If you menstruate, you will one day experience menopause. That’s a fact.

Why hide it?

Why act like it doesn’t happen and that it won’t, or doesn’t, affect us?

For more information about menopause check out what some doctors advise concerning it.

Being period wise extends from pre-menarche to post-menopause.

Be period wise. It’s an attitude that makes a difference.

Keep Your Ovaries – Study Says

This is a matter dear to my heart – and one I argued with my own GYN about prior to and up to the moment of my own hysterectomy.

Me: “When you get in there, if my ovaries are not diseased or irreversibly damaged by the tumors, I insist that you save them!”

He countered with: chances are great that following hysterectomy your ovaries will cease functioning – at your age, menopause is just around the corner anyway. By removing them we remove any possibility of ovarian cancer down the road. You can always take the HRT route.

Me again: “I respect your thoughts and concern, but it’s my body and my decision.  I keep my ovaries if at all possible!”

For me, the period wise thing to do was to keep my ovaries.  And, I did. They continue to function. I still cycle. Not as regularly as I did when younger (peri-menopause does that, you know), but I do feel the affects of the hormones my ovaries continue to crank out. And, I know I made the right decision.

While surfing the web for ideas (actually, I was bored and was looking for something interesting to read) I stumbled upon a report on Fox News entitled “When Removing the Uterus, Leave the Ovaries”. The byline indicated it originated with Reuters so I headed there, searched “hysterectomy” and found the article by Kerry Grens – which directed me to Obstetrics & Gynecology.

Obstetrics & Gynecology, also known as The Green Journal, has been around 60 years and is the official publication of the American College of Obstetricians and Gynecologists. The goal of the journal “is to promote excellence in the clinical practice of obstetrics and gynecology and closely related fields.”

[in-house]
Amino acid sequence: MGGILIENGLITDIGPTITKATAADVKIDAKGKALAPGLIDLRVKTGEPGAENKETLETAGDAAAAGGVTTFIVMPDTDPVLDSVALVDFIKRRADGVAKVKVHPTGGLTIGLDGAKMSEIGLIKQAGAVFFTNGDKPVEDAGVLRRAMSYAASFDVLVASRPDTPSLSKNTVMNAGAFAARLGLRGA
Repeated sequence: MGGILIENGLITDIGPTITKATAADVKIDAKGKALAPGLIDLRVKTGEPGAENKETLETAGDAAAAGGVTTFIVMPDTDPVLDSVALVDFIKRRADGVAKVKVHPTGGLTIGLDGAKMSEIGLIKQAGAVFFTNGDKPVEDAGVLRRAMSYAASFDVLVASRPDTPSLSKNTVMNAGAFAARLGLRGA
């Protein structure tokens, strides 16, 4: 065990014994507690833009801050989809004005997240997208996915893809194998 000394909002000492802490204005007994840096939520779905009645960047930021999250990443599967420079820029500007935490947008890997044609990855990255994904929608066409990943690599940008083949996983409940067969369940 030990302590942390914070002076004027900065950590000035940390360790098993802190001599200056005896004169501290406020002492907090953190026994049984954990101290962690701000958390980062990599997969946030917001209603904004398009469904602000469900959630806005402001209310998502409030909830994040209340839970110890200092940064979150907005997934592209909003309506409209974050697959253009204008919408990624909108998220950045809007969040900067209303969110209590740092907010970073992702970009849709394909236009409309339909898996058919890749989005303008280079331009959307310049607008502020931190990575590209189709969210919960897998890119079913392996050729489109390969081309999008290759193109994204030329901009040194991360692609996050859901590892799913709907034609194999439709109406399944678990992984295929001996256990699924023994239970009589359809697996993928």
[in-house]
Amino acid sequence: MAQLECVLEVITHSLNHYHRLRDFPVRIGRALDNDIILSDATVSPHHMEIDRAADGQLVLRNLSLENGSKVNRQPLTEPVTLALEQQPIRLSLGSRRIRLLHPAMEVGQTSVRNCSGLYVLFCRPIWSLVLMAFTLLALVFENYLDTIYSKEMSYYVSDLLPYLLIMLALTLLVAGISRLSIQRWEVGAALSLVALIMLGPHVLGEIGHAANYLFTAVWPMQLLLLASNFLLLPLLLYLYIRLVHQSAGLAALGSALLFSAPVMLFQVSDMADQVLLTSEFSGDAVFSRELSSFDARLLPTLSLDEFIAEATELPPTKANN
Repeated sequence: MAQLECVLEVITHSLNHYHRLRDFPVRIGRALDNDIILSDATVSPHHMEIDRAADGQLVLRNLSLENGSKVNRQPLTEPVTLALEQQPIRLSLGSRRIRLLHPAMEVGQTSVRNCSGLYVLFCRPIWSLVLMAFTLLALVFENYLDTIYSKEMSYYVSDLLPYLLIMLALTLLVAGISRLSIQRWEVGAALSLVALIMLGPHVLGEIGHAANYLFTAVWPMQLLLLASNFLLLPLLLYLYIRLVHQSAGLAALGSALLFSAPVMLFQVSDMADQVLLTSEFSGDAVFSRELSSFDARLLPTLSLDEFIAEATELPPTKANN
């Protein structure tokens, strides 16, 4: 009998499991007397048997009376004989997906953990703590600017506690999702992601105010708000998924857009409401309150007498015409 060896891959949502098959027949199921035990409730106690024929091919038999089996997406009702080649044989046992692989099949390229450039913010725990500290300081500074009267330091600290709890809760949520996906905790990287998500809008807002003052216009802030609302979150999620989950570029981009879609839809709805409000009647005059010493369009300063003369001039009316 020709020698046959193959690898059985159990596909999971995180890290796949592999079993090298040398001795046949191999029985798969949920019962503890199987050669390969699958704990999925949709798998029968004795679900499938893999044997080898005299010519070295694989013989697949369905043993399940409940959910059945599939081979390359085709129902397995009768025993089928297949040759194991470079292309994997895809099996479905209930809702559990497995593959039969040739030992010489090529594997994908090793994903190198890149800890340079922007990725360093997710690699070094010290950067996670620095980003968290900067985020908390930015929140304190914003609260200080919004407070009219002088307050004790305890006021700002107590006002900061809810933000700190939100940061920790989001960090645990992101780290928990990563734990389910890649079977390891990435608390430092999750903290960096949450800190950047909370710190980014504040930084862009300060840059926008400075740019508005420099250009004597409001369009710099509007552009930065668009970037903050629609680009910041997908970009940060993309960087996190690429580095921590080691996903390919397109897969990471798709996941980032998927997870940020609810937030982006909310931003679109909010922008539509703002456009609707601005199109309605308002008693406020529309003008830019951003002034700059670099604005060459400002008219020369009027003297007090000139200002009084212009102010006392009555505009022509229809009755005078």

The April, 2013, issue of Obstetrics & Gynecology provides an interesting report about a study conducted to determine the effects of removing ovaries (oophorectomy) vs saving them (ovarian conservation) at the time of a hysterectomy for benign disease.

It’s noted that the participants of this study were nurses – 30,117 women – and the follow-up process was long-term: 28 years.

An excerpt follows.

Each year approximately 610,000 U.S. women undergo hysterectomy for benign disease and 23% of women aged 40–44 years and 45% of women aged 45–49 years have concomitant elective oophorectomy to prevent the subsequent development of ovarian cancer.1,2 Bilateral oophorectomy, when compared with ovarian conservation, is associated with a decreased risk of ovarian cancer but may increase risks of death from coronary heart disease (CHD) and all causes.3,4 Although some studies are not consistent with these findings, they include small numbers of women, have short-term or delayed onset of follow-up, or compared oophorectomy with natural menopause.5,6The Nurses’ Health Study is an ongoing prospective observational study of women and health outcomes. In a previous investigation over 24 years of follow-up, we found that bilateral oophorectomy, compared with ovarian conservation, at the time of hysterectomy was associated with a lower risk of incident ovarian and breast cancer but a higher risk of incident CHD, stroke, lung cancer and total cancers, and mortality from all causes.7…we found that at no age was there an overall survival benefit associated with bilateral oophorectomy compared with ovarian conservation at the time of hysterectomy for benign disease. Our analysis…found that at the time of hysterectomy, bilateral oophorectomy was associated with a marked reduction in mortality from ovarian cancer and a lower risk of mortality from breast cancer when oophorectomy was performed before age 47.5 years. Among the 30,117 study participants followed over 28 years, 44 women with ovarian conservation and four with oophorectomy died from ovarian cancer. However, these risks were overshadowed by the significantly increased risks of dying from other causes: a 23% increase in CHD mortality, a 29% increase in lung cancer mortality, a 49% increase in colorectal cancer mortality, and a 13% increase in all-cause mortality.